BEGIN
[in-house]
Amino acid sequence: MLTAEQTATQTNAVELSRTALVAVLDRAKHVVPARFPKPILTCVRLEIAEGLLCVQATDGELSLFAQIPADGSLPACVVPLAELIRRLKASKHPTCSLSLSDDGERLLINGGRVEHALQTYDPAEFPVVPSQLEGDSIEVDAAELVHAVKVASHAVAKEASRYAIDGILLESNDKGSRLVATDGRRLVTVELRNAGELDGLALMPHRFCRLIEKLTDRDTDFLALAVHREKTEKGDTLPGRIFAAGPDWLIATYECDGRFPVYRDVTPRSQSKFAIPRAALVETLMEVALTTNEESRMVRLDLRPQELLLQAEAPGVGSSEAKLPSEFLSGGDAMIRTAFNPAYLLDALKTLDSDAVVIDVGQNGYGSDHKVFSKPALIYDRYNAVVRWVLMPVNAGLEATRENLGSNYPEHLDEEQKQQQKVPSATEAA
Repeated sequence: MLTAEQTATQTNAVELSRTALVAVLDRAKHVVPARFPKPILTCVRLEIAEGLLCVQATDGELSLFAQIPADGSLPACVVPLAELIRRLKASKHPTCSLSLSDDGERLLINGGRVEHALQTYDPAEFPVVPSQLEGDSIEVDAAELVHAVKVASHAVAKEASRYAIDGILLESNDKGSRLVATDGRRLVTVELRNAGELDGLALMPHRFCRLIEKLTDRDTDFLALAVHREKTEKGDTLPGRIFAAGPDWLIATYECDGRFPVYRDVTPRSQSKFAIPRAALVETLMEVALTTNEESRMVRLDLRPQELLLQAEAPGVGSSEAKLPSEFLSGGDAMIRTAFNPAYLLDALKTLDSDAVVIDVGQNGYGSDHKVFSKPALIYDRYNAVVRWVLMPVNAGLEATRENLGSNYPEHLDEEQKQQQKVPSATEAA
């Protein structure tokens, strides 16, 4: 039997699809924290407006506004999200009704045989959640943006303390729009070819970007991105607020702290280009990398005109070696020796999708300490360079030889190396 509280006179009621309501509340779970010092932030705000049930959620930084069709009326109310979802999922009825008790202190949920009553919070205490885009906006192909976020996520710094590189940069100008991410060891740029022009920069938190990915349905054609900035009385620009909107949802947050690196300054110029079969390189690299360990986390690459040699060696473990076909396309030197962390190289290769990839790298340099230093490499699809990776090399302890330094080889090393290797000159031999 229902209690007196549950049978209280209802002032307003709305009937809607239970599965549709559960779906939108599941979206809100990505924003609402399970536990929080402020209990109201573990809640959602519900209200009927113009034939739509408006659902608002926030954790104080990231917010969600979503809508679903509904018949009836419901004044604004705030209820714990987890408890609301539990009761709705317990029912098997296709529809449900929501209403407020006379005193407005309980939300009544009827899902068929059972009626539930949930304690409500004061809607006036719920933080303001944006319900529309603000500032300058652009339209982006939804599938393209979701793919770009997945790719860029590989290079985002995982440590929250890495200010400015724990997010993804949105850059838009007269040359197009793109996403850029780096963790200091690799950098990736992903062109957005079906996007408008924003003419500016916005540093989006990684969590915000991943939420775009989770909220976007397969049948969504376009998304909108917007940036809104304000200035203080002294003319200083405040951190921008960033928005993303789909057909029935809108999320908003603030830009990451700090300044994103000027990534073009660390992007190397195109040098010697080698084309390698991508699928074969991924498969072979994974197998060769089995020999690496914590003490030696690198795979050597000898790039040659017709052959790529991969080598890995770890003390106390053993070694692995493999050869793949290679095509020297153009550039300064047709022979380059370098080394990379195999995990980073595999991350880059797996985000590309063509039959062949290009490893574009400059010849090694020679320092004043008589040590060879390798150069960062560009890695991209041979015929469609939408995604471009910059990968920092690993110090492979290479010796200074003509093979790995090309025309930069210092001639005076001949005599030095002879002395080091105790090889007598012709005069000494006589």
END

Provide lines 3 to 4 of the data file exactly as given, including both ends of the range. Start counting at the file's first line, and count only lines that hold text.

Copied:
Repeated sequence: MLTAEQTATQTNAVELSRTALVAVLDRAKHVVPARFPKPILTCVRLEIAEGLLCVQATDGELSLFAQIPADGSLPACVVPLAELIRRLKASKHPTCSLSLSDDGERLLINGGRVEHALQTYDPAEFPVVPSQLEGDSIEVDAAELVHAVKVASHAVAKEASRYAIDGILLESNDKGSRLVATDGRRLVTVELRNAGELDGLALMPHRFCRLIEKLTDRDTDFLALAVHREKTEKGDTLPGRIFAAGPDWLIATYECDGRFPVYRDVTPRSQSKFAIPRAALVETLMEVALTTNEESRMVRLDLRPQELLLQAEAPGVGSSEAKLPSEFLSGGDAMIRTAFNPAYLLDALKTLDSDAVVIDVGQNGYGSDHKVFSKPALIYDRYNAVVRWVLMPVNAGLEATRENLGSNYPEHLDEEQKQQQKVPSATEAA
């Protein structure tokens, strides 16, 4: 039997699809924290407006506004999200009704045989959640943006303390729009070819970007991105607020702290280009990398005109070696020796999708300490360079030889190396 509280006179009621309501509340779970010092932030705000049930959620930084069709009326109310979802999922009825008790202190949920009553919070205490885009906006192909976020996520710094590189940069100008991410060891740029022009920069938190990915349905054609900035009385620009909107949802947050690196300054110029079969390189690299360990986390690459040699060696473990076909396309030197962390190289290769990839790298340099230093490499699809990776090399302890330094080889090393290797000159031999 229902209690007196549950049978209280209802002032307003709305009937809607239970599965549709559960779906939108599941979206809100990505924003609402399970536990929080402020209990109201573990809640959602519900209200009927113009034939739509408006659902608002926030954790104080990231917010969600979503809508679903509904018949009836419901004044604004705030209820714990987890408890609301539990009761709705317990029912098997296709529809449900929501209403407020006379005193407005309980939300009544009827899902068929059972009626539930949930304690409500004061809607006036719920933080303001944006319900529309603000500032300058652009339209982006939804599938393209979701793919770009997945790719860029590989290079985002995982440590929250890495200010400015724990997010993804949105850059838009007269040359197009793109996403850029780096963790200091690799950098990736992903062109957005079906996007408008924003003419500016916005540093989006990684969590915000991943939420775009989770909220976007397969049948969504376009998304909108917007940036809104304000200035203080002294003319200083405040951190921008960033928005993303789909057909029935809108999320908003603030830009990451700090300044994103000027990534073009660390992007190397195109040098010697080698084309390698991508699928074969991924498969072979994974197998060769089995020999690496914590003490030696690198795979050597000898790039040659017709052959790529991969080598890995770890003390106390053993070694692995493999050869793949290679095509020297153009550039300064047709022979380059370098080394990379195999995990980073595999991350880059797996985000590309063509039959062949290009490893574009400059010849090694020679320092004043008589040590060879390798150069960062560009890695991209041979015929469609939408995604471009910059990968920092690993110090492979290479010796200074003509093979790995090309025309930069210092001639005076001949005599030095002879002395080091105790090889007598012709005069000494006589």